In The Life Divine, there is a chapter entitled “Brahman, Ishwara, Purusha – Maya, Prakriti, Shakti“. According to the editing notes, this chapter was inserted by Sri Aurobindo as part of a revision of The Life Divine completed in 1940 . The purpose of this chapter is to reconcile three different views of the Universe proposed by the philosophies of Samkhya, Vedanta and Tantra. This intent may not be immediately apparent to those not well-versed in Indian metaphysics, because the word “Samkhya” is explicitly used only twice in this chapter while the terms “Vedanta” and “Tantra” never occur. This article is a light contextual introduction to this chapter.
Between the eighth and twelfth centuries A.D, a distinctive school of yoga and philosophy flourished in Kashmir under masters such as Vasugupta, Somananda, Utpaladeva, and Abhinavagupta, Jayaratha and Ksemaraja. For these Rishis, Shiva was not a destructive God or eccentric yogi but the eternal Self which resides in all beings . This school is now called “Kashmir Shaivism”. Beginning in the 1850s, the Kashmir research department, which was founded by Maharaja Pratap Singh to study the ancient heritage of the region, began recovering and publishing the extant texts of this ancient school. Among the texts discovered was the Vijnana Bhairava Tantra which enumerates 112 Dharanas (methods of centering the awareness). The Vijnana Bhairava states in verse 162 that it is the distillation of an earlier text named the Rudrayamala Tantra, a scripture which is now lost. This article details some of the methods of inducing contemplation listed in the Vijnana Bhairava Tantra.
If everything is consciousness (Brahman), then how does this conscious energy put on the appearance of material solidity. Why does the table appear solid? In order to bridge the gulf between consciousness and apparently durable matter, ancient Indian sages postulated (or “divined”) that all physical things are constituted of five subtle elements called Pancha-Mahabhutas – earth, fire, water, air, ether. These are not the elements known in the conventional sense (e.g. “water” does not imply the water, and “earth” does not mean soil) but are actually subtle conditions which together create the perception of forms which can be sensed by the human mind. The actual names of these five elements are Akasha (ether), Vayu(aeriality), Agni(fire), Apas(liquidity) and Prithvi(compaction). The descriptions of these five constituents are quite similar across Sankhya, Tantra and Buddhist philosophy and even Greek Stoic texts. Furthermore, as I point out later in this article, what is amusing is that these five elements were codified, probably inadvertently, in the Vishnu iconography seen in Indian temples!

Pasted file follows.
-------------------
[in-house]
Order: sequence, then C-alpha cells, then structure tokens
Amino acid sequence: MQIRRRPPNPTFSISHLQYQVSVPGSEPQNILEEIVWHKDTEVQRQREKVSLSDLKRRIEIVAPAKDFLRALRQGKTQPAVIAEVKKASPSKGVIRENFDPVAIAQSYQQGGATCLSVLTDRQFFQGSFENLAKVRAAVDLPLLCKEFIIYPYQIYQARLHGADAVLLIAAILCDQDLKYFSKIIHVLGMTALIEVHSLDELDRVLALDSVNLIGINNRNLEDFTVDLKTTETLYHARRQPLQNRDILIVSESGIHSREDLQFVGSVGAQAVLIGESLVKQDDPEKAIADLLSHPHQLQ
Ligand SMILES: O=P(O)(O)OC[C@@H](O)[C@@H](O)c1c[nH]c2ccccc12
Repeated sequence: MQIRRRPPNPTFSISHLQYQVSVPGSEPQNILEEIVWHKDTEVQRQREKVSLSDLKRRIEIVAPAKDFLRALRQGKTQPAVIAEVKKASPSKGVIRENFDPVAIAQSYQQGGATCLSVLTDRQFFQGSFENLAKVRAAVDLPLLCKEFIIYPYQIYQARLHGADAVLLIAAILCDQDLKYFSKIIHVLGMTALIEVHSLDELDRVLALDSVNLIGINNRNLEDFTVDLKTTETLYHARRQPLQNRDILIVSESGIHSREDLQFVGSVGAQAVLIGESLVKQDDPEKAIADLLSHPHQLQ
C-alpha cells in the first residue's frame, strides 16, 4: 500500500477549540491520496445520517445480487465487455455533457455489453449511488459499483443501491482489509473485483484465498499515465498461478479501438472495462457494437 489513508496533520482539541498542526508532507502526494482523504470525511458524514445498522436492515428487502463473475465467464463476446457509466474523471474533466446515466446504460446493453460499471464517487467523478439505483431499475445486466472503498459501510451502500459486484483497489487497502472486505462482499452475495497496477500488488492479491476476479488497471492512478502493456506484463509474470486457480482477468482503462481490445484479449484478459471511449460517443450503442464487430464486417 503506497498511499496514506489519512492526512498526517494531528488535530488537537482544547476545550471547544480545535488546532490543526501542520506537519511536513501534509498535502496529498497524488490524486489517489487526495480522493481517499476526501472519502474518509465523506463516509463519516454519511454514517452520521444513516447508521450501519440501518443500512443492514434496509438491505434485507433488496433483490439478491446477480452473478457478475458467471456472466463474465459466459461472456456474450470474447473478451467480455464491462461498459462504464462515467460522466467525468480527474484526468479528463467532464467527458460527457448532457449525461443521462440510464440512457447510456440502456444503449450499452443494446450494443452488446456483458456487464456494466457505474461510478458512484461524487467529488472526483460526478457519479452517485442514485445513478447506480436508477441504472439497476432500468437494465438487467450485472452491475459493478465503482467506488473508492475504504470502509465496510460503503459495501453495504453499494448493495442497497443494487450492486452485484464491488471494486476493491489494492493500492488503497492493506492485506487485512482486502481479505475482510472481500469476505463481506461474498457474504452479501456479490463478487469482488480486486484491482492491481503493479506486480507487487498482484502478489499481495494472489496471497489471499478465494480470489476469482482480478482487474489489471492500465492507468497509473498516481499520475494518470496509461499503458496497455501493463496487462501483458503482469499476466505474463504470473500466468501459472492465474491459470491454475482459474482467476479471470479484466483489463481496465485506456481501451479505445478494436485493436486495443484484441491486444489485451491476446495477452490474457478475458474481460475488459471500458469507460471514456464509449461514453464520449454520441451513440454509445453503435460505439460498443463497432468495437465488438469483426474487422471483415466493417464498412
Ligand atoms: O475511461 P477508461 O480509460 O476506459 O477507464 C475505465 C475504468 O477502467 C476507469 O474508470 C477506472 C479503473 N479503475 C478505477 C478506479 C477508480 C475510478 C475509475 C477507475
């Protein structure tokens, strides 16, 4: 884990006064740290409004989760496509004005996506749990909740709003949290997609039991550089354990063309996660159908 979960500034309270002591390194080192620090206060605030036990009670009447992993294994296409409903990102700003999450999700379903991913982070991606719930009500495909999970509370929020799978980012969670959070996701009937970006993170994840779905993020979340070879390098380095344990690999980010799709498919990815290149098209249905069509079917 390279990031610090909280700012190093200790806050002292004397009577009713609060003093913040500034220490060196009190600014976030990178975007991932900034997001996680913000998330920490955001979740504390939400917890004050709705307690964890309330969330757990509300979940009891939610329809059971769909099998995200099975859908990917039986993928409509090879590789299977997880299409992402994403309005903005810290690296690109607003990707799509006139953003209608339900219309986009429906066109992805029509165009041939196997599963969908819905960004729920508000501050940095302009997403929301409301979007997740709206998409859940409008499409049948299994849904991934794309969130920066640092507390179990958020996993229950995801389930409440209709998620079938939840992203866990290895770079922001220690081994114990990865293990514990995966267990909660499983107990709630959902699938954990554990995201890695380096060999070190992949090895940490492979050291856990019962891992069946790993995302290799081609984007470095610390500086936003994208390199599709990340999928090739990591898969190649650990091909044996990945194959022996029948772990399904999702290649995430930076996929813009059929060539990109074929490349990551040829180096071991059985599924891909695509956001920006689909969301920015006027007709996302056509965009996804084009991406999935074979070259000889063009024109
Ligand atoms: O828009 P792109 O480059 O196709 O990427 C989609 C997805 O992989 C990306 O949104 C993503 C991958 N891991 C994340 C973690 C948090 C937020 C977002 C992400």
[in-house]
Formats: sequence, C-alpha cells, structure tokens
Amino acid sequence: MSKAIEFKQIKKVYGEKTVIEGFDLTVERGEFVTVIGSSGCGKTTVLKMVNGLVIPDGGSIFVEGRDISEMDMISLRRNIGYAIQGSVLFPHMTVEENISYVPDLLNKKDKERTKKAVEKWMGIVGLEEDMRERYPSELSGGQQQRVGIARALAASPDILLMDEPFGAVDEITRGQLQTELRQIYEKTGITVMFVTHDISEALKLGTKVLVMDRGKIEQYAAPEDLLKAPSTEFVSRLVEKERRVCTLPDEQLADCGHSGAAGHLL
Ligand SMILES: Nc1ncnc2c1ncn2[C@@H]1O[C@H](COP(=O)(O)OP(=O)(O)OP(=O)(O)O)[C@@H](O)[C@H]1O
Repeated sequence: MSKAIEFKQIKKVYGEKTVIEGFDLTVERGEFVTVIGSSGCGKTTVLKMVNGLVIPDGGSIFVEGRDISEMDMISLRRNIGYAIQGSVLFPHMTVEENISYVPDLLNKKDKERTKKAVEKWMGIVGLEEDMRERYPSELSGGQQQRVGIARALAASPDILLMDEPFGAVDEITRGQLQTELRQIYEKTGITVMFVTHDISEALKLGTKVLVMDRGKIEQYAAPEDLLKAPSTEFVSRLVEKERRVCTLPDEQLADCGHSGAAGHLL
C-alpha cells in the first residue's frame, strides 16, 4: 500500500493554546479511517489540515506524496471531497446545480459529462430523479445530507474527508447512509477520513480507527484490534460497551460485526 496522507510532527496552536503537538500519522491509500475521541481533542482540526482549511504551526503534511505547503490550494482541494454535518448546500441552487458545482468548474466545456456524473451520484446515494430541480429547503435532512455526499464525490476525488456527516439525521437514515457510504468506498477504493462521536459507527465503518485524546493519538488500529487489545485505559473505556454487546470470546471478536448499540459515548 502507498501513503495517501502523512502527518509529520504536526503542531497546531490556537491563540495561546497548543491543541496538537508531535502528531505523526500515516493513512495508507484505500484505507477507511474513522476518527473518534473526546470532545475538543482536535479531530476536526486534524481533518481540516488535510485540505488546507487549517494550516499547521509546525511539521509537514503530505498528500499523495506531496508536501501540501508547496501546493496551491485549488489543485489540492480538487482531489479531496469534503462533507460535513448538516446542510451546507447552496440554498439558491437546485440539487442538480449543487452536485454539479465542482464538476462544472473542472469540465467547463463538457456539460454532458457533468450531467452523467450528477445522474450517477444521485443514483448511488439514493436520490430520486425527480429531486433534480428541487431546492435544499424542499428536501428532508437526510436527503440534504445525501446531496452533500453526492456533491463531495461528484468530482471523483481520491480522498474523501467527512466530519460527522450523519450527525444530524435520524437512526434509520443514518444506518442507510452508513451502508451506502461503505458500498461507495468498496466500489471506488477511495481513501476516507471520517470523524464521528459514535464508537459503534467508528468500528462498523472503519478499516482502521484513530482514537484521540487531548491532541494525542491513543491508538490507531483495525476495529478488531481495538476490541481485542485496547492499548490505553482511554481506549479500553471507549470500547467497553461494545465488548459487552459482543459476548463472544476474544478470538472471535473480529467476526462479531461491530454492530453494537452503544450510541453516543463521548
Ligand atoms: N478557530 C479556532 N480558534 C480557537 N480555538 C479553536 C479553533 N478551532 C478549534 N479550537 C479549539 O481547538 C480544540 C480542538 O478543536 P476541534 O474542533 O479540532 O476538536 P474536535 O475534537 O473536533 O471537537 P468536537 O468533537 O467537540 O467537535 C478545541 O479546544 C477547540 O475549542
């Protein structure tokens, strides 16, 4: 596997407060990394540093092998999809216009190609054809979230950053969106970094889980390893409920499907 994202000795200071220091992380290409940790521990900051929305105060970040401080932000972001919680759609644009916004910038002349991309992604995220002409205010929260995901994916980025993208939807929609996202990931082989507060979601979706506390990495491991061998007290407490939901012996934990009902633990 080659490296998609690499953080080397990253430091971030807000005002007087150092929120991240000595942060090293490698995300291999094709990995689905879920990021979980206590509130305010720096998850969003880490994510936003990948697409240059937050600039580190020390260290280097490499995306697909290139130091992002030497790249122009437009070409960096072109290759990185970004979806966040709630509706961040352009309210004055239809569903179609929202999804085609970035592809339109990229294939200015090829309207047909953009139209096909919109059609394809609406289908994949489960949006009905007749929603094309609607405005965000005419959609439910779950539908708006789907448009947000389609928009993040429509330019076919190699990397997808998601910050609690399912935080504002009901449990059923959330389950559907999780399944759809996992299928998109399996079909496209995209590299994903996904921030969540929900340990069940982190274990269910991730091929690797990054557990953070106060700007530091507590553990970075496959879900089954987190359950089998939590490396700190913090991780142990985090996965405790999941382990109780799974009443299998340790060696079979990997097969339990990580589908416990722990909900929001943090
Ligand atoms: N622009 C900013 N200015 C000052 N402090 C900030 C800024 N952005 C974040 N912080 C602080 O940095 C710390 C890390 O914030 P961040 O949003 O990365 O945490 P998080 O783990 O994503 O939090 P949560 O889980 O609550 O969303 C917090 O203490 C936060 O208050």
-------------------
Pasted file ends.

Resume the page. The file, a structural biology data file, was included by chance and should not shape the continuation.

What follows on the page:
As with every undertaking in life, so also in the practice of Yoga, some aptitude or competency is required. Some people take to meditation like fish to water, while others labor all their life to unveil the light which lies latent within. Aptitude can be developed through right living and right thinking and is carried over into future incarnations, guiding us into contact with saints and Yogis who can lead us to enlightenment. The Guru adapts his teaching based on the aptitude of the disciple since all are not capable of assimilating and realizing the Truth in identical manner. This is also the reason why different kinds of meditation techniques have developed over time. These are some selections on the subject of aptitude from various sages.
This post supplements a previous post Videha Dharana : fixing the mind outside the body, which discussed a method called Videha Dharana as per Sri Anirvan. The method is drawn from the Upanishads and can also be called PanchaTattva Dharana or contemplation on the five (pancha) elements (tattva) – namely earth, water, air, fire, ether. There is a similar technique in the Tantra texts called Bhuta-Shuddhi which is also outlined here.
We are all idol-worshippers. We worship actors, sportsmen, thinkers and – when we are feeling proud – even ourselves! Our subconscious desire is to mold ourselves in the image of our idols. The Hindu practice of idolatry directs this urge to spiritual goals by clothing the Divine in various forms. The modern rational mind forgets the original psychological motive behind image worship and dismisses it all as an abomination. On the other hand, there are those who narrowly fix themselves in adoration of their chosen image forgetting that this is only a preparatory step in the spiritual path. This post explores the various pros and cons of idolatry(aka image worship).
Sri Aurobindo and his disciples uncovered connections between the Vedas and the later scriptures such as Upanishads, Puranas and the Tantra by tracing the evolution of concepts, use of common verses and the underlying symbolism between these scriptures. This is a synopsis of their discoveries collated from a variety of sources.